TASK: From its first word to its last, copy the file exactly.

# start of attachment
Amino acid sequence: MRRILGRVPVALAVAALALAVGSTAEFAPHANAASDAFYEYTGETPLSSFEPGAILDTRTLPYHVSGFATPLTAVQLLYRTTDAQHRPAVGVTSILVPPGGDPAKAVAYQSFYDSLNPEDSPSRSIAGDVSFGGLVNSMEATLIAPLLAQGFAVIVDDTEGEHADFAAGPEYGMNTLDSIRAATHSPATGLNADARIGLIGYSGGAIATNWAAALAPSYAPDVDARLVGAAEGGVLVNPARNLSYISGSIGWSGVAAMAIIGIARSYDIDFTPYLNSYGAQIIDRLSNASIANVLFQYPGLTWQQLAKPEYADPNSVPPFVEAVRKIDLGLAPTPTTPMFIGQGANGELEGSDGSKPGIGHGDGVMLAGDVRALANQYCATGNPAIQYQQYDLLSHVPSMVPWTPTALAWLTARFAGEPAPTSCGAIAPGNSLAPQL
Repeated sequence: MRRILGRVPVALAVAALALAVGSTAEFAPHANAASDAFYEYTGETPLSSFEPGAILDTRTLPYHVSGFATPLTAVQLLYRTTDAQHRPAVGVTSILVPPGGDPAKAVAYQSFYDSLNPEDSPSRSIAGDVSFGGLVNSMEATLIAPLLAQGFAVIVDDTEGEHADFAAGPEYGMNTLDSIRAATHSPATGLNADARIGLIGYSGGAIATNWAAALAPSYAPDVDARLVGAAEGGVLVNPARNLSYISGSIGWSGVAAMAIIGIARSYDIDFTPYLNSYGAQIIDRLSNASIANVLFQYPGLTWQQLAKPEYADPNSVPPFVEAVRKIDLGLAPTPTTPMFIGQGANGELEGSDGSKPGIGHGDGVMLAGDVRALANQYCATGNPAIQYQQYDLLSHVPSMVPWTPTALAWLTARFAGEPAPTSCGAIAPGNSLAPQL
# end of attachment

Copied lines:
Amino acid sequence: MRRILGRVPVALAVAALALAVGSTAEFAPHANAASDAFYEYTGETPLSSFEPGAILDTRTLPYHVSGFATPLTAVQLLYRTTDAQHRPAVGVTSILVPPGGDPAKAVAYQSFYDSLNPEDSPSRSIAGDVSFGGLVNSMEATLIAPLLAQGFAVIVDDTEGEHADFAAGPEYGMNTLDSIRAATHSPATGLNADARIGLIGYSGGAIATNWAAALAPSYAPDVDARLVGAAEGGVLVNPARNLSYISGSIGWSGVAAMAIIGIARSYDIDFTPYLNSYGAQIIDRLSNASIANVLFQYPGLTWQQLAKPEYADPNSVPPFVEAVRKIDLGLAPTPTTPMFIGQGANGELEGSDGSKPGIGHGDGVMLAGDVRALANQYCATGNPAIQYQQYDLLSHVPSMVPWTPTALAWLTARFAGEPAPTSCGAIAPGNSLAPQL
Repeated sequence: MRRILGRVPVALAVAALALAVGSTAEFAPHANAASDAFYEYTGETPLSSFEPGAILDTRTLPYHVSGFATPLTAVQLLYRTTDAQHRPAVGVTSILVPPGGDPAKAVAYQSFYDSLNPEDSPSRSIAGDVSFGGLVNSMEATLIAPLLAQGFAVIVDDTEGEHADFAAGPEYGMNTLDSIRAATHSPATGLNADARIGLIGYSGGAIATNWAAALAPSYAPDVDARLVGAAEGGVLVNPARNLSYISGSIGWSGVAAMAIIGIARSYDIDFTPYLNSYGAQIIDRLSNASIANVLFQYPGLTWQQLAKPEYADPNSVPPFVEAVRKIDLGLAPTPTTPMFIGQGANGELEGSDGSKPGIGHGDGVMLAGDVRALANQYCATGNPAIQYQQYDLLSHVPSMVPWTPTALAWLTARFAGEPAPTSCGAIAPGNSLAPQL